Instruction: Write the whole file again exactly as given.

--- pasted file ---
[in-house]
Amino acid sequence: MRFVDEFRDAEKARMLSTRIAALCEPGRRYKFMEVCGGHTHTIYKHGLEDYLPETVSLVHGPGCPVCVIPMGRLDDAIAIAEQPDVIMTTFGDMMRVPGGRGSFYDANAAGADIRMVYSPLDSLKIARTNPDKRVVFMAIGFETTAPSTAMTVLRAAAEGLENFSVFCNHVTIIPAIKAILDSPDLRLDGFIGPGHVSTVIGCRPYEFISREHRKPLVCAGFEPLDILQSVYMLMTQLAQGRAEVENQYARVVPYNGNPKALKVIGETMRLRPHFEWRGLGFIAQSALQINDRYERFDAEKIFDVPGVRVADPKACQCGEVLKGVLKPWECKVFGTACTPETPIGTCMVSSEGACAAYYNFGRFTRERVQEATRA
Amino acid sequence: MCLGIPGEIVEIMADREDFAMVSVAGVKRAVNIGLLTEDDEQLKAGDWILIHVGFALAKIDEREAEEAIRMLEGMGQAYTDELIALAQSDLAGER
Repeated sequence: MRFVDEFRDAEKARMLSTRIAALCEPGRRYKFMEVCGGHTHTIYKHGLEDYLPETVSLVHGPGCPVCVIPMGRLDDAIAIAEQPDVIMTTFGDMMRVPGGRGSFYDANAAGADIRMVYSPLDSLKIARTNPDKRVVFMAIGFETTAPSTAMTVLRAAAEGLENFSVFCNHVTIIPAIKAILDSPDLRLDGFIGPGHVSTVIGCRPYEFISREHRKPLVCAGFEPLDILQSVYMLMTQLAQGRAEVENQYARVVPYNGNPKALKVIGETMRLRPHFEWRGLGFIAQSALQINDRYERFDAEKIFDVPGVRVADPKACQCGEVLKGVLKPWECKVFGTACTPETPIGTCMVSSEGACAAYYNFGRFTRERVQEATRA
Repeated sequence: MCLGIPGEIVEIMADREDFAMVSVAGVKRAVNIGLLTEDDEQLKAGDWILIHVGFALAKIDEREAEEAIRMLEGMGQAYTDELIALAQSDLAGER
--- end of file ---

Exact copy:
[in-house]
Amino acid sequence: MRFVDEFRDAEKARMLSTRIAALCEPGRRYKFMEVCGGHTHTIYKHGLEDYLPETVSLVHGPGCPVCVIPMGRLDDAIAIAEQPDVIMTTFGDMMRVPGGRGSFYDANAAGADIRMVYSPLDSLKIARTNPDKRVVFMAIGFETTAPSTAMTVLRAAAEGLENFSVFCNHVTIIPAIKAILDSPDLRLDGFIGPGHVSTVIGCRPYEFISREHRKPLVCAGFEPLDILQSVYMLMTQLAQGRAEVENQYARVVPYNGNPKALKVIGETMRLRPHFEWRGLGFIAQSALQINDRYERFDAEKIFDVPGVRVADPKACQCGEVLKGVLKPWECKVFGTACTPETPIGTCMVSSEGACAAYYNFGRFTRERVQEATRA
Amino acid sequence: MCLGIPGEIVEIMADREDFAMVSVAGVKRAVNIGLLTEDDEQLKAGDWILIHVGFALAKIDEREAEEAIRMLEGMGQAYTDELIALAQSDLAGER
Repeated sequence: MRFVDEFRDAEKARMLSTRIAALCEPGRRYKFMEVCGGHTHTIYKHGLEDYLPETVSLVHGPGCPVCVIPMGRLDDAIAIAEQPDVIMTTFGDMMRVPGGRGSFYDANAAGADIRMVYSPLDSLKIARTNPDKRVVFMAIGFETTAPSTAMTVLRAAAEGLENFSVFCNHVTIIPAIKAILDSPDLRLDGFIGPGHVSTVIGCRPYEFISREHRKPLVCAGFEPLDILQSVYMLMTQLAQGRAEVENQYARVVPYNGNPKALKVIGETMRLRPHFEWRGLGFIAQSALQINDRYERFDAEKIFDVPGVRVADPKACQCGEVLKGVLKPWECKVFGTACTPETPIGTCMVSSEGACAAYYNFGRFTRERVQEATRA
Repeated sequence: MCLGIPGEIVEIMADREDFAMVSVAGVKRAVNIGLLTEDDEQLKAGDWILIHVGFALAKIDEREAEEAIRMLEGMGQAYTDELIALAQSDLAGER